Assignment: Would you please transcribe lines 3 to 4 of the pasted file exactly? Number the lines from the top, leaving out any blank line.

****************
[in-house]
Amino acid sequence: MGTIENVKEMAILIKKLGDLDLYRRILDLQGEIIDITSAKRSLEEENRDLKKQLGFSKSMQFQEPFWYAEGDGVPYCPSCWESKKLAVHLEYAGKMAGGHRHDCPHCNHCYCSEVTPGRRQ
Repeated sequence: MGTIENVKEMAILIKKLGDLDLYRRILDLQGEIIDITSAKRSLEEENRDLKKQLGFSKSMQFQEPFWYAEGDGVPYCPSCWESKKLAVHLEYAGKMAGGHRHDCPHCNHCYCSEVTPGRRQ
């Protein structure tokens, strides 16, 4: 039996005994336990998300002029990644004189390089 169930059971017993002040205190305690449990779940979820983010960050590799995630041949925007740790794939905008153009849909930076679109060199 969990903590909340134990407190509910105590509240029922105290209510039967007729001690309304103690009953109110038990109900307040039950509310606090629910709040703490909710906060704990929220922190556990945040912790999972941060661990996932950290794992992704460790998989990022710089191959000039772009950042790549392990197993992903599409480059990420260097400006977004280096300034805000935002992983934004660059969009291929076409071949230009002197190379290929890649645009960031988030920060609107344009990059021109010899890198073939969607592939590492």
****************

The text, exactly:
Repeated sequence: MGTIENVKEMAILIKKLGDLDLYRRILDLQGEIIDITSAKRSLEEENRDLKKQLGFSKSMQFQEPFWYAEGDGVPYCPSCWESKKLAVHLEYAGKMAGGHRHDCPHCNHCYCSEVTPGRRQ
């Protein structure tokens, strides 16, 4: 039996005994336990998300002029990644004189390089 169930059971017993002040205190305690449990779940979820983010960050590799995630041949925007740790794939905008153009849909930076679109060199 969990903590909340134990407190509910105590509240029922105290209510039967007729001690309304103690009953109110038990109900307040039950509310606090629910709040703490909710906060704990929220922190556990945040912790999972941060661990996932950290794992992704460790998989990022710089191959000039772009950042790549392990197993992903599409480059990420260097400006977004280096300034805000935002992983934004660059969009291929076409071949230009002197190379290929890649645009960031988030920060609107344009990059021109010899890198073939969607592939590492």